Codependence: my new understanding

When I first read about “codependence” two or three years ago, I had problems with it. While I certainly recognized the patterns of my own life in the stories and illustrations, I didn’t accept what I saw as the blaming aspect of the term.

The codependent seemed, in what I read at the time, to be blamed for “her part” in the dysfunctional relationships. If only she hadn’t tried so hard, or been such a control freak (in trying to control situations for whose outcomes she would be punished), or cared so much, or supported so much, or whatever, then her abuser wouldn’t have abused her. It smacked too much of my husband’s self-justification: Whatever he did to me was okay, because “you’re not perfect either!”

But I don’t accept the equation. Intentionally causing harm is not the same as accidentally making an innocuous mistake. Attacking the victim is not the same as apologizing for one’s blunders. Blaming the victim is not the same as owning up. Requiring others to clean up one’s own messes is not the same as trying to make amends. There was no “my half” to his unilateral actions.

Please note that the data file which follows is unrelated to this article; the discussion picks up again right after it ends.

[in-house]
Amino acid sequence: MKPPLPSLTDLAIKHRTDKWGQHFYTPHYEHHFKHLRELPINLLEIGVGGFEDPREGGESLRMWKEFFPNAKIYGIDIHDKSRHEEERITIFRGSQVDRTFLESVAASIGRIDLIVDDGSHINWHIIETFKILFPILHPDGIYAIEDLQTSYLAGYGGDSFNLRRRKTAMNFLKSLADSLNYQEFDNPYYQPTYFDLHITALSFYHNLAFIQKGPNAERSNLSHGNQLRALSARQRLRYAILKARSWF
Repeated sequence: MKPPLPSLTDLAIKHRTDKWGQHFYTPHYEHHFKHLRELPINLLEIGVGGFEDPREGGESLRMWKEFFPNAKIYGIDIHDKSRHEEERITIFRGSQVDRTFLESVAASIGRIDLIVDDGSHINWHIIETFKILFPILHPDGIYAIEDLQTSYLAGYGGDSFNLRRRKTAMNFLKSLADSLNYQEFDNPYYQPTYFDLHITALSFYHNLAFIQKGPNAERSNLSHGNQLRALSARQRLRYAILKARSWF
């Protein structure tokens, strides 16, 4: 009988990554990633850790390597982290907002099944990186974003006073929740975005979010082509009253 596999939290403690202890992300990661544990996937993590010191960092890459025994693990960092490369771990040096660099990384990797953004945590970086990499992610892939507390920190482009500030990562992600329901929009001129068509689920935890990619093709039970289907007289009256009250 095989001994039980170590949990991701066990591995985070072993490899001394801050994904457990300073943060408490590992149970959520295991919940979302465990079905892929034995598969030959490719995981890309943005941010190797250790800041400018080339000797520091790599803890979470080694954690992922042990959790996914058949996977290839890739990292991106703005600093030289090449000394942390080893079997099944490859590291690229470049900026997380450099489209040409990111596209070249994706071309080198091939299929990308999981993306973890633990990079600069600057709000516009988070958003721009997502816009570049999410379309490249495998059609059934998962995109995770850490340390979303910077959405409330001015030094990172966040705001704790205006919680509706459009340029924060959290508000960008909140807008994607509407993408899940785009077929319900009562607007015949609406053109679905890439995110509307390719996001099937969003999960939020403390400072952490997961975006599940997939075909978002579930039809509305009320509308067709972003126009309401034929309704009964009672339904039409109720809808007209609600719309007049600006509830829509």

Maybe I’m reading different things now, or maybe I’m reading similar things in a new way. But now I conceive of codependence as a suite of behaviors, rather than a co-equality of any sort.

While I didn’t seek out what my marriage eventually devolved into, my background of childhood abuse left me “broken” in ways that certain types of people find attractive. In slowly and unwittingly falling back into the patterns of my childhood, I enabled dreadful behavior to succeed — if it can be called “success” — for way too long. It’s not that I helped, per se, but I certainly did nothing to stop it, or even to point out that there were problems.

I’m coming to think that codependence isn’t some knowing cooperation in dysfunction, as much as a psychological / emotional inability to recognize dysfunction, let alone attempt to fend it off or otherwise deal intelligently with it. It’s a form of revictimization, or at least the entre to retraumatization.

This does not absolve the abuser in any way. But it does offer hope that the victim can learn to heal, or at least learn how better to protect one’s soft underbelly.

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